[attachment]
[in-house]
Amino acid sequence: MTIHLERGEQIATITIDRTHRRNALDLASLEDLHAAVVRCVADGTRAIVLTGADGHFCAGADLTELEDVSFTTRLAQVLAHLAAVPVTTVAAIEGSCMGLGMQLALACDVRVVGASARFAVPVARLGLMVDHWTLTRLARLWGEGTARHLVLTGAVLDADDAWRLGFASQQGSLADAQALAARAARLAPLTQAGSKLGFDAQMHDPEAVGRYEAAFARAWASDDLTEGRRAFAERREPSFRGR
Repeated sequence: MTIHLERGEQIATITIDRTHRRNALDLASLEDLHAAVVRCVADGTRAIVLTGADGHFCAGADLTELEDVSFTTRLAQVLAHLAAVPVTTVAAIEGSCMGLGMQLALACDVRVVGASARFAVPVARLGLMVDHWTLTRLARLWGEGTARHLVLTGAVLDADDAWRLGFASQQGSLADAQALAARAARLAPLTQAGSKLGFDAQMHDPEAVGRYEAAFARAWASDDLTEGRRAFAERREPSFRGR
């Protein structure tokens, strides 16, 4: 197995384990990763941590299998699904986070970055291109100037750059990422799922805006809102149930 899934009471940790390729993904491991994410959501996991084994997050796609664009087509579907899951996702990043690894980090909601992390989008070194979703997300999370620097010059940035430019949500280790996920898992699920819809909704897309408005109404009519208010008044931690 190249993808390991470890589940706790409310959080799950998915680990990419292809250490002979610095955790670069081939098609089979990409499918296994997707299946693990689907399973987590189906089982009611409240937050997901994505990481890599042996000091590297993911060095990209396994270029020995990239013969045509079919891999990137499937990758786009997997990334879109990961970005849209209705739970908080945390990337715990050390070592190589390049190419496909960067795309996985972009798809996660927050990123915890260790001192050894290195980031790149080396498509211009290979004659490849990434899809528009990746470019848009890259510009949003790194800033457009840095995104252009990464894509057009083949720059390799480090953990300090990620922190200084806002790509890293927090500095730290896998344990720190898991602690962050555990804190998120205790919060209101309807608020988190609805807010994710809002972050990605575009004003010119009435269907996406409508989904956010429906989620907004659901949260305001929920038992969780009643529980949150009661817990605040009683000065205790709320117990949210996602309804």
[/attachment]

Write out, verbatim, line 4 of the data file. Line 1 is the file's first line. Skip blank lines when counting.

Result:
């Protein structure tokens, strides 16, 4: 197995384990990763941590299998699904986070970055291109100037750059990422799922805006809102149930 899934009471940790390729993904491991994410959501996991084994997050796609664009087509579907899951996702990043690894980090909601992390989008070194979703997300999370620097010059940035430019949500280790996920898992699920819809909704897309408005109404009519208010008044931690 190249993808390991470890589940706790409310959080799950998915680990990419292809250490002979610095955790670069081939098609089979990409499918296994997707299946693990689907399973987590189906089982009611409240937050997901994505990481890599042996000091590297993911060095990209396994270029020995990239013969045509079919891999990137499937990758786009997997990334879109990961970005849209209705739970908080945390990337715990050390070592190589390049190419496909960067795309996985972009798809996660927050990123915890260790001192050894290195980031790149080396498509211009290979004659490849990434899809528009990746470019848009890259510009949003790194800033457009840095995104252009990464894509057009083949720059390799480090953990300090990620922190200084806002790509890293927090500095730290896998344990720190898991602690962050555990804190998120205790919060209101309807608020988190609805807010994710809002972050990605575009004003010119009435269907996406409508989904956010429906989620907004659901949260305001929920038992969780009643529980949150009661817990605040009683000065205790709320117990949210996602309804």